What constitutes a hero? Some might be tempted to list attributes, deeds, or point to a righteous struggle in which one emerges victorious. I have come to understand that heroes are mainly subjective, and many who are heroic are not catalogued the way, or to the extent, they deserved. Many Native Americans displayed unabashed heroism when colonizers encroached on their land, families, livestock and livelihood. One of these was Dull Knife of the Northern Cheyenne Nation.
I was particularly moved by the story of Dull Knife, the Cheyenne and their hard fought struggle to remain autonomous. Dull Knife was no stranger to resistance or battle, he fought in the Cheyenne-Arapahoe War, the Sioux Wars of the Northern Plains, and fought alongside Crazy Horse and Sitting Bull during the War for the Black Hills. The Native Americans were underestimated, and after each battle they, along with their Chiefs, made their formidable posture known. As such, General George Crook coordinated a surprise attack on Dull Knife’s camp. Those who survived fled and surrendered elsewhere. Subsequently, they were forced onto a reservation in Oklahoma that touted little game, unfamiliar weather and was host to diseases.
In 1878, Dull Knife and 300 others fled, unable to bare the deplorable conditions the colonizers had provided for them. They all began a 1000 mile journey with a single step. On this journey they were forced to split up, reconfigure and eventually surrender at Ft. Robinson. A year after the death of Dull Knife, the Northern Cheyenne were granted the Tongue River Reservation in Montana.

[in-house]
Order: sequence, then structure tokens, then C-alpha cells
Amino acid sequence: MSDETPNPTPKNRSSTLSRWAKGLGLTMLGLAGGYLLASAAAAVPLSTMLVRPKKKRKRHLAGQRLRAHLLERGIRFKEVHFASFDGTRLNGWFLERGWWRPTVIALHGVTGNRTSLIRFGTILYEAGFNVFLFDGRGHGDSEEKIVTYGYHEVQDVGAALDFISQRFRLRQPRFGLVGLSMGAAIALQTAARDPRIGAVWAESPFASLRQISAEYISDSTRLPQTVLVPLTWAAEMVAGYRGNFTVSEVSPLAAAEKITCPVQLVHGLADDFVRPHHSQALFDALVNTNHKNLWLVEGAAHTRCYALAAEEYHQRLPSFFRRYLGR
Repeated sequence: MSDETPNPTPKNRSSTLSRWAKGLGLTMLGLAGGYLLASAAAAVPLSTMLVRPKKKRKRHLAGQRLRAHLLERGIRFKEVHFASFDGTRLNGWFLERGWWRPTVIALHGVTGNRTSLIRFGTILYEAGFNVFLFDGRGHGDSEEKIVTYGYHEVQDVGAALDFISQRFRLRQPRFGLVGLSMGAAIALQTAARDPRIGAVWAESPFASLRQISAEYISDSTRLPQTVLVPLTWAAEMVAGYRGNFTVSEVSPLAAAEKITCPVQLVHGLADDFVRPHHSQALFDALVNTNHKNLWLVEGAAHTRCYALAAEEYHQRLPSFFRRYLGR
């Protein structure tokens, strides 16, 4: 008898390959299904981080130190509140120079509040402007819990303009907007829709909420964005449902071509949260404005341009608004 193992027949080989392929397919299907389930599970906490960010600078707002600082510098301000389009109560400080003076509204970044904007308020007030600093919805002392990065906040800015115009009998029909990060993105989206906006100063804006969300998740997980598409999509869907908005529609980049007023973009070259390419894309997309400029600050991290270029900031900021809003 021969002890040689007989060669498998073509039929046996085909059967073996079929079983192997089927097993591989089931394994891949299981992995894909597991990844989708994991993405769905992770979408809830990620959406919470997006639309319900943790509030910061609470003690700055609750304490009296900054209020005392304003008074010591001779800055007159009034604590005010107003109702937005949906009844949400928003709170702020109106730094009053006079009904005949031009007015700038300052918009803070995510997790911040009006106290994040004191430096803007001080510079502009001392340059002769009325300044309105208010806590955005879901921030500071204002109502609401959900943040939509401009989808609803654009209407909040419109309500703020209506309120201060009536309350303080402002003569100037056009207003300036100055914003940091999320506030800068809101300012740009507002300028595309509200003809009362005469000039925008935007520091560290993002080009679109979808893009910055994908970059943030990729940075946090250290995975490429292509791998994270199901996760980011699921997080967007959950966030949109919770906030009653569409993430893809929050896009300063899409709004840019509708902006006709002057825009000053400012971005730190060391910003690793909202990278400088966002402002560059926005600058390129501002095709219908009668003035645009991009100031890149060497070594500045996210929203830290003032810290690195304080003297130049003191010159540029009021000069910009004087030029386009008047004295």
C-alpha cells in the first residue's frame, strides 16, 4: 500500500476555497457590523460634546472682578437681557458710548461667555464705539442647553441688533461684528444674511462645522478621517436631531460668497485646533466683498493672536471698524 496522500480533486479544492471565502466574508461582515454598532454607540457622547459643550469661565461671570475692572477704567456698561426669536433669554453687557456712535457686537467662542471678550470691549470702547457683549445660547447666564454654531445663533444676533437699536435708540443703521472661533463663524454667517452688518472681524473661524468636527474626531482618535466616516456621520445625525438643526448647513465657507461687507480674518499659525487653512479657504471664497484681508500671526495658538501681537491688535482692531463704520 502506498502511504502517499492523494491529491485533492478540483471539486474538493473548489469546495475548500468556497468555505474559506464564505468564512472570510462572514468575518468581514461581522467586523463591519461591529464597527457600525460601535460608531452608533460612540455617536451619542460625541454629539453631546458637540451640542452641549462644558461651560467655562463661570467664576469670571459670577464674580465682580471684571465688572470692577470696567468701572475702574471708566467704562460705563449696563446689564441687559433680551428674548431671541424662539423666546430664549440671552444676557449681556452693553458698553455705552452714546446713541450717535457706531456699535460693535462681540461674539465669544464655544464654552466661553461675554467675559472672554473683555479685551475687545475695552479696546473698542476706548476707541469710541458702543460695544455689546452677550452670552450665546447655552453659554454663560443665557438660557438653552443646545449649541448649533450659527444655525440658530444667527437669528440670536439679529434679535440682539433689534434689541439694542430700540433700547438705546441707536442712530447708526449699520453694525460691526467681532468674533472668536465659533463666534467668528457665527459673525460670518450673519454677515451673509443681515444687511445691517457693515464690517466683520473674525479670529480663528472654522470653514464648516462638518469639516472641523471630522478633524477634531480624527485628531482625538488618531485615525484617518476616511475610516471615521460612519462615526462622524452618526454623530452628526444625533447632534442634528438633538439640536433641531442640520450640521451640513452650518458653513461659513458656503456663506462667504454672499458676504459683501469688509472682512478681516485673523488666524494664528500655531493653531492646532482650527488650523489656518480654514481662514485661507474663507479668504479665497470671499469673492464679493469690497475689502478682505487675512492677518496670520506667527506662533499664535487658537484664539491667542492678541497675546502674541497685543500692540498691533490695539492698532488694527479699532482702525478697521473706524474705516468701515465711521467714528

The later years of Dull Knife’s life were marked with struggle, oppression, concealment and brutalization. He never lived to see the small consolation of a reservation, closer to their home of Wyoming, awarded to his people. Even so, he never wavered in his struggle for freedom. He never caved to the proposals of assimilation or displacement, and no matter how hard the white invaders tried, they could never scrub history of his influence or his stature. Rather, like many Native American Chiefs, his struggle casts a large shadow over society 150 years later. The shadow of his heroism, and the heroism of those like Crazy Horse and Sitting Bull, eclipse the American platitude of “liberty and justice for all”. When one takes the time to learn about those like Dull Knife, they are met with the duty to acknowledge that we are truly an imperfect nation, founded by imperialism. Barbara’s collection reminds me that the term “Founding Fathers” is a misnomer. John Adams, Thomas Jefferson, nor the others founded this land. On the contrary, it was the ancestors of those like Dull Knife and Barbara herself who are true founders.